Backpacking is not a particularly technical sport, though it does require you to learn a particular set of skills. The primary physical component involves walking over natural surfaces with a load on your back. And though good physical fitness reduces the likelihood of injury and can make the experience more enjoyable, a backpacker always has the option to slow down or reduce mileage to ease the physical demand. The challenges unique to a multi-month backpacking trip are exposing yourself to the elements day after day and continuing to move forward when you’re tired of sleeping on a thin foam pad, sick of eating dehydrated foods, and missing your family and friends. Thru-hiking success comes down to the ability to endure when things get hard. There are certainly legitimate circumstances that force hikers off trail, like illness, injury, and finances, but many quit because the going gets difficult and they don’t have a strong reason for being out there. They’re still physically capable, but mentally they’re over it.

“Thru-hiking success is 90 percent mental.” This is a common phrase among experienced hikers. I didn’t fully understand it until I was thirty days into my first long hike, which entailed putting on frozen shoes and soggy clothes each morning and walking through intermittent 40-degree rain. Many of my hiking companions were struggling, but surprisingly, I didn’t find it all that miserable. Not that I was loving every moment of it, but to some degree, I had expected the challenge.

My background of long-distance running provided a strong foundation for a resilient mindset many years before I discovered backpacking. During multi-hour cross-country runs in Ohio’s sweltering August afternoons, I learned that I could be uncomfortable and it wouldn’t kill me. Memories of those challenging twice-a-day practices were fodder I would later draw upon when my body was ready to give up and I needed to rely on my mind to persevere. Like many new backpackers, I went into my first long-distance hike believing that my gear, physical fitness, and backcountry skills were the factors that mattered most. I learned that those things are valuable, but they will not get you to the end of a multi-month journey without the mental mastery to also endure difficult circumstances. So if “thru-hiking success is 90 percent mental,” how does one cultivate the proper mental preparedness?

Setting Realistic Expectations

The foundation of mental preparation for a difficult endeavor is to set realistic expectations. Having a grounded understanding of what accomplishing your goal entails is essential to preventing you from being thrown off course when things get difficult, as they inevitably will.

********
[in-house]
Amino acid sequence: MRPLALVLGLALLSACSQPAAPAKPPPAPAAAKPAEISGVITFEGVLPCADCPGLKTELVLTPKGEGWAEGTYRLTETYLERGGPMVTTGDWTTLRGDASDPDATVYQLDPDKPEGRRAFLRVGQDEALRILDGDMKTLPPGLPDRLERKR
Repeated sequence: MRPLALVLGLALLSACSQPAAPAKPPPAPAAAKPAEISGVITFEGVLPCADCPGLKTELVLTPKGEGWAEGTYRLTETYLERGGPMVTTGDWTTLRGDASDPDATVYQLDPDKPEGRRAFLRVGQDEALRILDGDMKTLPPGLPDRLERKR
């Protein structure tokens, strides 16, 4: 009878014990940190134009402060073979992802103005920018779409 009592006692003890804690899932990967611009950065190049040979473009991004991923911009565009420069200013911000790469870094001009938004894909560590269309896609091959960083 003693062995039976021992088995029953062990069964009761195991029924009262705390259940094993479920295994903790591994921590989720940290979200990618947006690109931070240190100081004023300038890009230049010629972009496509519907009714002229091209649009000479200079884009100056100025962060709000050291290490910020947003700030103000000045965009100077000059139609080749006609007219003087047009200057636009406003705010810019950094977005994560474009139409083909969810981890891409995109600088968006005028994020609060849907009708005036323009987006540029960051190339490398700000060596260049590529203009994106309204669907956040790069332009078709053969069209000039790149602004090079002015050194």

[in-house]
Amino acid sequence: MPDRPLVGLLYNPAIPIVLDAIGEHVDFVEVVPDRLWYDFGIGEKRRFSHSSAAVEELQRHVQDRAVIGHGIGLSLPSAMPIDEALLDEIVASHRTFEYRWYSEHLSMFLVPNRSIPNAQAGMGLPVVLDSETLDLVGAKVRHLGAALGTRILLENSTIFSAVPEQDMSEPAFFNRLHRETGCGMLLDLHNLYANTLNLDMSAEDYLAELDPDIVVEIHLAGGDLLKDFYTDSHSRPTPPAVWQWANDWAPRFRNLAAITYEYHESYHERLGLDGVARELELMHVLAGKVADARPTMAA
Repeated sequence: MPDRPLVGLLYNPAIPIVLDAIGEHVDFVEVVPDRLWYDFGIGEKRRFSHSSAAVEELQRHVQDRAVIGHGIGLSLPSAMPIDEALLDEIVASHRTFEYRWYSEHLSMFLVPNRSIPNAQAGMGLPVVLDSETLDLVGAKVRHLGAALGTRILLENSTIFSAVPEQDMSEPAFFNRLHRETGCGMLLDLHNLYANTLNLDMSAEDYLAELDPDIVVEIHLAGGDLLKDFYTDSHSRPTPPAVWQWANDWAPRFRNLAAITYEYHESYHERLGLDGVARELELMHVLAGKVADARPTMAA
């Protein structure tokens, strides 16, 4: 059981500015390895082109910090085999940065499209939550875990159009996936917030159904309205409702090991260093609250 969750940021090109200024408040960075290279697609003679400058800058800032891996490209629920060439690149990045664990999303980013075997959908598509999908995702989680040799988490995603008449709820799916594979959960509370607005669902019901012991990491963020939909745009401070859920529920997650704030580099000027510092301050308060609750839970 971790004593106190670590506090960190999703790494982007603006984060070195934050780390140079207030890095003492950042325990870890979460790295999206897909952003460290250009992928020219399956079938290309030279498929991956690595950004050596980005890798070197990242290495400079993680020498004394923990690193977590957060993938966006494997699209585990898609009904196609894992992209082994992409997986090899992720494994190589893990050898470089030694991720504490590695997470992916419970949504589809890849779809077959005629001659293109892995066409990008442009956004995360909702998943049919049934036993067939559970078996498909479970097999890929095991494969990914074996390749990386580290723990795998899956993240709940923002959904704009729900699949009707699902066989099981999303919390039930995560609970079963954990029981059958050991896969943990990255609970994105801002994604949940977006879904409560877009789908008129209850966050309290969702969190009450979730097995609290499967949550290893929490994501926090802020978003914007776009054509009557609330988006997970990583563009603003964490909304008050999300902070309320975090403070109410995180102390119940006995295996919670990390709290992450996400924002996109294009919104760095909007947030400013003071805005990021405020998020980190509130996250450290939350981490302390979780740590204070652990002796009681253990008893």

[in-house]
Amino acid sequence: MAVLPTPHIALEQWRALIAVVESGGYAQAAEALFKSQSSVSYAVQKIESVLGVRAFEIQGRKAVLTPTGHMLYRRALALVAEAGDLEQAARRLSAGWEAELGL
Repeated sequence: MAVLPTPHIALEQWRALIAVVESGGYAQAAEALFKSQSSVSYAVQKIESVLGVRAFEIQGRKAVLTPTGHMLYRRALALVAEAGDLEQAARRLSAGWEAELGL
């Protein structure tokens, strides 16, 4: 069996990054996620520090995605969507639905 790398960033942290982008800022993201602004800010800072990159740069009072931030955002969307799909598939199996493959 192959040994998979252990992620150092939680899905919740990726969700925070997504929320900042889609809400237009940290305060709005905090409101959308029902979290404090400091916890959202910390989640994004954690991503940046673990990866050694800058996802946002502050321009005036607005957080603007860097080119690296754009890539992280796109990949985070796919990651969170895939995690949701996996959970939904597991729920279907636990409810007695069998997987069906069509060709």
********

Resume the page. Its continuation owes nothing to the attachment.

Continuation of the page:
Consider what makes the idea of a long-distance hike enticing to you. Perhaps it’s the stunning landscape vistas, being on your own schedule, and experiencing a deeper connection with yourself via immersion in nature. Whatever it is, it’s likely that those are the elements that are top of mind as you prepare for your hike. And while you’ll likely experience those rewards and more, it’s important to keep in mind the range of experiences and emotions you’re signing up for when you embark on a long-distance hike. At one end of the spectrum, you will have days where everything feels right—your body feels strong, you make new friends, and you discover your own strength as you hike through incredible landscapes. At the other end of the spectrum, you will have days where you walk through cold rain from sunrise to sunset, feet blistered, lonely, with only a packet of tuna to get you the remaining 50 miles to town.

Mentally preparing for optimal performance doesn’t mean you expect to be at your peak the entire time; it means that you set yourself up to do the best you can in whatever circumstances you encounter. Mental preparation begins with the expectation that your hike won’t all go smoothly. Whether you are able to endure depends on how you respond. Will you let an obstacle ruin your day (or your entire hike), or will you find your way through the situation, recover quickly, learn the lesson, and keep moving forward? Essentially, it’s expected that you will “fall off the horse.” How quickly can you get back on? This is largely influenced by your mental resilience. This section covers mental preparation techniques to enhance fortitude, but first, let’s explore potential challenges you might encounter—because expecting adversity is half the battle in overcoming it.

Excerpted from Adventure Ready: A Hiker’s Guide to Planning, Training, and Resiliency by Katie Gerber and Heather Anderson (June 2022) with permission from the publisher Mountaineers Books.

Order a signed copy here. In addition to mental preparation, we discuss trip planning, trail nutrition, physical preparation, safety, navigation, gear selection, and more.